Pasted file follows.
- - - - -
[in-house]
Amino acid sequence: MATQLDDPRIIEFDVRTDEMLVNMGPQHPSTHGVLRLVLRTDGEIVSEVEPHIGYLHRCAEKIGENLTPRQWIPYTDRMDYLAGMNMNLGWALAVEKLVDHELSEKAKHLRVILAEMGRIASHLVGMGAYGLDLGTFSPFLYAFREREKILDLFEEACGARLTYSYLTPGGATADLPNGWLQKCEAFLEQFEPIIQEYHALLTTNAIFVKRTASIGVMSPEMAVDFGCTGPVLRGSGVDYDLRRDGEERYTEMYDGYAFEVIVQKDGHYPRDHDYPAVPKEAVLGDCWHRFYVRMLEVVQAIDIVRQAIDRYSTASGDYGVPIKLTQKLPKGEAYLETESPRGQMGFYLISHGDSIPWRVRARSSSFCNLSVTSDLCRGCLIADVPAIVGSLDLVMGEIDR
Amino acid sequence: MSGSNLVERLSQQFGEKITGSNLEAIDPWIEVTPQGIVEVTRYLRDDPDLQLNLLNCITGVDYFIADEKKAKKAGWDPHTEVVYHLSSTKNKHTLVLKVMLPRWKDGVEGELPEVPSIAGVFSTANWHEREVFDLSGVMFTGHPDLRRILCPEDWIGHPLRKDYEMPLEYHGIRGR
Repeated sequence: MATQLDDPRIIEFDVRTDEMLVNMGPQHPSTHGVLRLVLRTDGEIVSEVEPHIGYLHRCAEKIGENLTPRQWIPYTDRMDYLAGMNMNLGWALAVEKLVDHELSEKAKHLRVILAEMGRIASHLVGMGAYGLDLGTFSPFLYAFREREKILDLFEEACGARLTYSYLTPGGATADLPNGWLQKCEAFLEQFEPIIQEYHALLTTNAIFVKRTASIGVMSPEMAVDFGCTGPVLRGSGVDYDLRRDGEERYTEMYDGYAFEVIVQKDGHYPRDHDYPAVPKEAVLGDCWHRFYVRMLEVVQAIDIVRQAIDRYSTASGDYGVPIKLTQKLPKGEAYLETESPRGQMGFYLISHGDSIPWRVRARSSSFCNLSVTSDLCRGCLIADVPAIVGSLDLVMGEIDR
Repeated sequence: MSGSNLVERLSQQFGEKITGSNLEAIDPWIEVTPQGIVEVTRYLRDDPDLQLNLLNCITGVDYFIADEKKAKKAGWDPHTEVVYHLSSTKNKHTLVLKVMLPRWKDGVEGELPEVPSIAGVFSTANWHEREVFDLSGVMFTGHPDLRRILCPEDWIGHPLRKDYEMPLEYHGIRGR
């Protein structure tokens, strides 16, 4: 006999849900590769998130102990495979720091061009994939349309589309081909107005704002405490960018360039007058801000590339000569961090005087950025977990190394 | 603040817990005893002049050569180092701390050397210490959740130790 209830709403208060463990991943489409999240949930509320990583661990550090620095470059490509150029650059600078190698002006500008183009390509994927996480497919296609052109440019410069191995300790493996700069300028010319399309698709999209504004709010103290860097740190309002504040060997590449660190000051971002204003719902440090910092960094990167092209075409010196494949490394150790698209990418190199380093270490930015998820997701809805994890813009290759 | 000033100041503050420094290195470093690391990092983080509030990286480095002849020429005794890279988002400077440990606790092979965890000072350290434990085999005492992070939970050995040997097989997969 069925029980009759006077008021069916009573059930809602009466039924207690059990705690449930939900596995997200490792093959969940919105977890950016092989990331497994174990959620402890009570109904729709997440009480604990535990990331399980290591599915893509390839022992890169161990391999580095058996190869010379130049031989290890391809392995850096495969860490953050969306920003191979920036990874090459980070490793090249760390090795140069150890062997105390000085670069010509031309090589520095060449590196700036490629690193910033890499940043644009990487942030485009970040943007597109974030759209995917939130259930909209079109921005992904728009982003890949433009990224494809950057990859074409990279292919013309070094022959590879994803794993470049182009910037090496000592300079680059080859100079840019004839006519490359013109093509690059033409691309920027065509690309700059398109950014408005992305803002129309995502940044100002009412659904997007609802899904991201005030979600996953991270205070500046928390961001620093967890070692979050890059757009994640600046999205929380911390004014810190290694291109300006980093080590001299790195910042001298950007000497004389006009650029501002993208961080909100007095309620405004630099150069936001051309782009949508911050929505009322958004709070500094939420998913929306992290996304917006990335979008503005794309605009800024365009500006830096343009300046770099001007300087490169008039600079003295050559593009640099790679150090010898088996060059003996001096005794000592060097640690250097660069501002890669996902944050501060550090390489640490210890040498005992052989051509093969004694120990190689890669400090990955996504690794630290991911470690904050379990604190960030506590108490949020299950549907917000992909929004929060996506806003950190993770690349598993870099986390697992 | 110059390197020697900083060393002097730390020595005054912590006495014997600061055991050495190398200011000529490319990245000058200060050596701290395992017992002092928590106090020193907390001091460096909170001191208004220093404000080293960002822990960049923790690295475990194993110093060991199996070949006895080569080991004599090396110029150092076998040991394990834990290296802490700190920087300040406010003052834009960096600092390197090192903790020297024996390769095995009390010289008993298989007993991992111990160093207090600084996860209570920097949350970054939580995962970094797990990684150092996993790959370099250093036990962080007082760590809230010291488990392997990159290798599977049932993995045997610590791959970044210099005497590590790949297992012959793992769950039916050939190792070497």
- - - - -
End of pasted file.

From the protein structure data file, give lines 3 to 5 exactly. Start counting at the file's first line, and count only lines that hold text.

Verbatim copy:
Amino acid sequence: MSGSNLVERLSQQFGEKITGSNLEAIDPWIEVTPQGIVEVTRYLRDDPDLQLNLLNCITGVDYFIADEKKAKKAGWDPHTEVVYHLSSTKNKHTLVLKVMLPRWKDGVEGELPEVPSIAGVFSTANWHEREVFDLSGVMFTGHPDLRRILCPEDWIGHPLRKDYEMPLEYHGIRGR
Repeated sequence: MATQLDDPRIIEFDVRTDEMLVNMGPQHPSTHGVLRLVLRTDGEIVSEVEPHIGYLHRCAEKIGENLTPRQWIPYTDRMDYLAGMNMNLGWALAVEKLVDHELSEKAKHLRVILAEMGRIASHLVGMGAYGLDLGTFSPFLYAFREREKILDLFEEACGARLTYSYLTPGGATADLPNGWLQKCEAFLEQFEPIIQEYHALLTTNAIFVKRTASIGVMSPEMAVDFGCTGPVLRGSGVDYDLRRDGEERYTEMYDGYAFEVIVQKDGHYPRDHDYPAVPKEAVLGDCWHRFYVRMLEVVQAIDIVRQAIDRYSTASGDYGVPIKLTQKLPKGEAYLETESPRGQMGFYLISHGDSIPWRVRARSSSFCNLSVTSDLCRGCLIADVPAIVGSLDLVMGEIDR
Repeated sequence: MSGSNLVERLSQQFGEKITGSNLEAIDPWIEVTPQGIVEVTRYLRDDPDLQLNLLNCITGVDYFIADEKKAKKAGWDPHTEVVYHLSSTKNKHTLVLKVMLPRWKDGVEGELPEVPSIAGVFSTANWHEREVFDLSGVMFTGHPDLRRILCPEDWIGHPLRKDYEMPLEYHGIRGR